San Diego school district considers slashing police staff - CBS News 8 - San Diego, CA News Station - KFMB Channel 8

San Diego Unified School District considers slashing police staff

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San Diego (CBS 8) - Two weeks after the Carlsbad school shooting at Kelly Elementary, San Diego Schools Police Chief Don Braun was asked to give a report to the Board of Education on school safety.

Chief Don Braun told News 8, "It's unfortunate it takes a tragedy or near tragedy to create awareness in public safety and how it relates to public schools."

Braun released these statistics on recent budget cuts and campus crime. Over the past four years, police positions have been cut by 32 percent and operating funds slashed by 45 percent.

In that time, violent crime has risen 31 percent, property crime is up 12 percent, drug and alcohol offenses are up almost 11 percent, and weapons violations has risen by almost 8 percent.

The district's police department, which is recognized by the state of California as a police agency, has 46 fully sworn officers, 20 community service officers, 9 dispatchers and 4 office staff. Each year, officers respond to more than 10,000 calls for police assistance, conduct 3,500 criminal investigations and make about 850 arrests.

The agency has brought in more than $6 million in grant money over the past decade, which is currently helping to fund a 700 camera surveillance system. With the district in crisis, however, the police department is on a list of potential cuts.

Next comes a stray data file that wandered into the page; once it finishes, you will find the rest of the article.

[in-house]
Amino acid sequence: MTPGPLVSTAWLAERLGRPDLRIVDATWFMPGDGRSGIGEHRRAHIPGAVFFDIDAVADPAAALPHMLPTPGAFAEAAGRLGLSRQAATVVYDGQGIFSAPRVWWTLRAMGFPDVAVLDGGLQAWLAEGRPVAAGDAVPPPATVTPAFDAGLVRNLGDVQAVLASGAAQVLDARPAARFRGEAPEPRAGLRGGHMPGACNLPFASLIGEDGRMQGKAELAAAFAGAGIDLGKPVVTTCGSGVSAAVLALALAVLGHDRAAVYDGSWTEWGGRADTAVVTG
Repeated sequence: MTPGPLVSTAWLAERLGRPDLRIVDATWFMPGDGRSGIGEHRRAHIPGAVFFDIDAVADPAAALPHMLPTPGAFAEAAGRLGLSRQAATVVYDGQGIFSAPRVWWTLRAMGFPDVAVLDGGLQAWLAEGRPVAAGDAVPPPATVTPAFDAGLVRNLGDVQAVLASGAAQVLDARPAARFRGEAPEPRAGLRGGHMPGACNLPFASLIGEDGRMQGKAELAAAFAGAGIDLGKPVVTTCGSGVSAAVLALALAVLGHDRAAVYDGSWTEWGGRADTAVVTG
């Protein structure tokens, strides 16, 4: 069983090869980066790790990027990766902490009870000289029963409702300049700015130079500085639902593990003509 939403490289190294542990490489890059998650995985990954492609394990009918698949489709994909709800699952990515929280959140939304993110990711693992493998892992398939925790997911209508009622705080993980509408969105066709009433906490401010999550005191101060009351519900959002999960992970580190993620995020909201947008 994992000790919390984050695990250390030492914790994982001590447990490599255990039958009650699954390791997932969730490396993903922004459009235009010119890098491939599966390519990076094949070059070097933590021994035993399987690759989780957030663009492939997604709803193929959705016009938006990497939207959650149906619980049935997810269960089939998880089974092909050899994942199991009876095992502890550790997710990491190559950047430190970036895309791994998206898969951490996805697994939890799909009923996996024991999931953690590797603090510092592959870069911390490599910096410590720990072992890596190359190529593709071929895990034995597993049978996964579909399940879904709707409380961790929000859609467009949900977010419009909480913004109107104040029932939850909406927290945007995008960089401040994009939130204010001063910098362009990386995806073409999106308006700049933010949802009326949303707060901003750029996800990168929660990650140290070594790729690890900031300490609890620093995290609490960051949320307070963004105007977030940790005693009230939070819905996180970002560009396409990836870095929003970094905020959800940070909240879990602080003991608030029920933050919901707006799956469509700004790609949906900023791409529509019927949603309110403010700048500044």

During public comment, one community member told the board members, "If you vote to reduce or eliminate your police department, there will come a day when a tragic incident will occur, and time and lives wasted, waiting for help to come." He added, "If you eliminate school police, and there's a school shooting, you will have our children's blood on your hands."

At a news conference before the meeting, school principals voiced their concerns. Mel Collins, Executive Principal at Lincoln High School said, "If the board of education decides to cut school police, they can all resign, and turn in their keys." He said it would be an egregious disservice to students.

Trustees Shelia Jackson and Katherine Nakamura made their support for school police known. School Board President Richard Barrera said, especially on the heels of the Carlsbad school shooting, "We just can't be in a situation where we're making our kids vulnerable like that."

The trustees are facing tough choices, and will have to make deep cuts to close the projected $141 million budget gap. Barrera says after several years of budget cuts, they have trimmed all the fat. "This is the worst crisis this district has ever faced in the 156 year history of this school district," Barrera said. So he is asking San Diegans to support Prop J, a parcel tax of roughly $8 a month for homeowners, and $37 a month for businesses, which would generate $50-million dollars a year for the district, for the next five years. Opponents say the school board has a poor track record of managing funds, and are concerned the district could use the money to raise salary and pension benefits. Voters in district will decide on Prop J on November 2nd.

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